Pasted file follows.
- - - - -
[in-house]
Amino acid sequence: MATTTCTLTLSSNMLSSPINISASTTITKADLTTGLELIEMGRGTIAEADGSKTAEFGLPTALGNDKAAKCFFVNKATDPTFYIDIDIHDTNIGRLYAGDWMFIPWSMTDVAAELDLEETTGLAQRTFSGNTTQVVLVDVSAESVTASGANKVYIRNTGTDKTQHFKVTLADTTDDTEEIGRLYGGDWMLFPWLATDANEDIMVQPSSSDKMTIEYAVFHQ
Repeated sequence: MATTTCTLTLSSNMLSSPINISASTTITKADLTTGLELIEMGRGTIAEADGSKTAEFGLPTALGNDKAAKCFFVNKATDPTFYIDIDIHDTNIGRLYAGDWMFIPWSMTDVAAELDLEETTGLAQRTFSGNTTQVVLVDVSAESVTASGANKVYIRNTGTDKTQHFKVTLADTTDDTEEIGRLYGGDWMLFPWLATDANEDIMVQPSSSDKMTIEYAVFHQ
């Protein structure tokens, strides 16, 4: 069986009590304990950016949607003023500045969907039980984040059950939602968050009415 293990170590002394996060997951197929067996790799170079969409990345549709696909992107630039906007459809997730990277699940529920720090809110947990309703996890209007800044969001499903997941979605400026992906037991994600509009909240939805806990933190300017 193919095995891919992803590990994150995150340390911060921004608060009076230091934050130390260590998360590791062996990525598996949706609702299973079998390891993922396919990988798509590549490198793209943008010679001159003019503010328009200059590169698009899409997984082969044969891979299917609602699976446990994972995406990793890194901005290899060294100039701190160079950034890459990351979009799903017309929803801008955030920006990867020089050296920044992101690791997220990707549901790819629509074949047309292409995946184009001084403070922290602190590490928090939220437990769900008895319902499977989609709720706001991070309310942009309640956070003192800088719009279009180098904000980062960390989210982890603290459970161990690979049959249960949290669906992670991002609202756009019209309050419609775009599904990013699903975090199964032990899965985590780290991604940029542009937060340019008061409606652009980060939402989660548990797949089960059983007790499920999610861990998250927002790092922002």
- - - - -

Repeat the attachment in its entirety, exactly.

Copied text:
[in-house]
Amino acid sequence: MATTTCTLTLSSNMLSSPINISASTTITKADLTTGLELIEMGRGTIAEADGSKTAEFGLPTALGNDKAAKCFFVNKATDPTFYIDIDIHDTNIGRLYAGDWMFIPWSMTDVAAELDLEETTGLAQRTFSGNTTQVVLVDVSAESVTASGANKVYIRNTGTDKTQHFKVTLADTTDDTEEIGRLYGGDWMLFPWLATDANEDIMVQPSSSDKMTIEYAVFHQ
Repeated sequence: MATTTCTLTLSSNMLSSPINISASTTITKADLTTGLELIEMGRGTIAEADGSKTAEFGLPTALGNDKAAKCFFVNKATDPTFYIDIDIHDTNIGRLYAGDWMFIPWSMTDVAAELDLEETTGLAQRTFSGNTTQVVLVDVSAESVTASGANKVYIRNTGTDKTQHFKVTLADTTDDTEEIGRLYGGDWMLFPWLATDANEDIMVQPSSSDKMTIEYAVFHQ
């Protein structure tokens, strides 16, 4: 069986009590304990950016949607003023500045969907039980984040059950939602968050009415 293990170590002394996060997951197929067996790799170079969409990345549709696909992107630039906007459809997730990277699940529920720090809110947990309703996890209007800044969001499903997941979605400026992906037991994600509009909240939805806990933190300017 193919095995891919992803590990994150995150340390911060921004608060009076230091934050130390260590998360590791062996990525598996949706609702299973079998390891993922396919990988798509590549490198793209943008010679001159003019503010328009200059590169698009899409997984082969044969891979299917609602699976446990994972995406990793890194901005290899060294100039701190160079950034890459990351979009799903017309929803801008955030920006990867020089050296920044992101690791997220990707549901790819629509074949047309292409995946184009001084403070922290602190590490928090939220437990769900008895319902499977989609709720706001991070309310942009309640956070003192800088719009279009180098904000980062960390989210982890603290459970161990690979049959249960949290669906992670991002609202756009019209309050419609775009599904990013699903975090199964032990899965985590780290991604940029542009937060340019008061409606652009980060939402989660548990797949089960059983007790499920999610861990998250927002790092922002």